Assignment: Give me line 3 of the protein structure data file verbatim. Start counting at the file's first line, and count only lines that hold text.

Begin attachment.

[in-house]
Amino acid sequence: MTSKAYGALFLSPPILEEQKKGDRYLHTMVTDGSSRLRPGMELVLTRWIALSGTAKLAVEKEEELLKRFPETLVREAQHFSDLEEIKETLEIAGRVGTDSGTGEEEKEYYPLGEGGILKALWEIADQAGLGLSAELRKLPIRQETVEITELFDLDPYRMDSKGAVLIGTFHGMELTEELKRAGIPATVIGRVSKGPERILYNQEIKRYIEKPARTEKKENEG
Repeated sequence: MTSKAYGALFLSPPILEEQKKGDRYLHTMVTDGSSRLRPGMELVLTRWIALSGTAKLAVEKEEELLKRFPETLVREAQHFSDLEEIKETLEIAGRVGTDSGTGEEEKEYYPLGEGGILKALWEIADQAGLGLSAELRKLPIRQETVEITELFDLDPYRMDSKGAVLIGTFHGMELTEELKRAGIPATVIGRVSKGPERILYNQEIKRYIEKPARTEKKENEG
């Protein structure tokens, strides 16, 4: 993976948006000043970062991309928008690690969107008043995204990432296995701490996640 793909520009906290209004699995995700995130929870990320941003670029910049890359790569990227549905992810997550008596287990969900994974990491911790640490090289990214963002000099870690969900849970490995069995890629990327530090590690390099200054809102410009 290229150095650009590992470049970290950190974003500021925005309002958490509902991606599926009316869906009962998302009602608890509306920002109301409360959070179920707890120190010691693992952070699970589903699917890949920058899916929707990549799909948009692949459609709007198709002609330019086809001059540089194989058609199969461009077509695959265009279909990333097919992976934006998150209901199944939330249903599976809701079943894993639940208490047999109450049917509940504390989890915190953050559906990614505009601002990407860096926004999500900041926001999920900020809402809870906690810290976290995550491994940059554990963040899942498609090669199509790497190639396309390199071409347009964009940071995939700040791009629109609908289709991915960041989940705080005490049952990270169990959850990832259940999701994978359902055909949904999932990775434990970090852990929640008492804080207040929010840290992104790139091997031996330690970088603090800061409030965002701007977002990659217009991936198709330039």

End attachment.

Repeated sequence: MTSKAYGALFLSPPILEEQKKGDRYLHTMVTDGSSRLRPGMELVLTRWIALSGTAKLAVEKEEELLKRFPETLVREAQHFSDLEEIKETLEIAGRVGTDSGTGEEEKEYYPLGEGGILKALWEIADQAGLGLSAELRKLPIRQETVEITELFDLDPYRMDSKGAVLIGTFHGMELTEELKRAGIPATVIGRVSKGPERILYNQEIKRYIEKPARTEKKENEG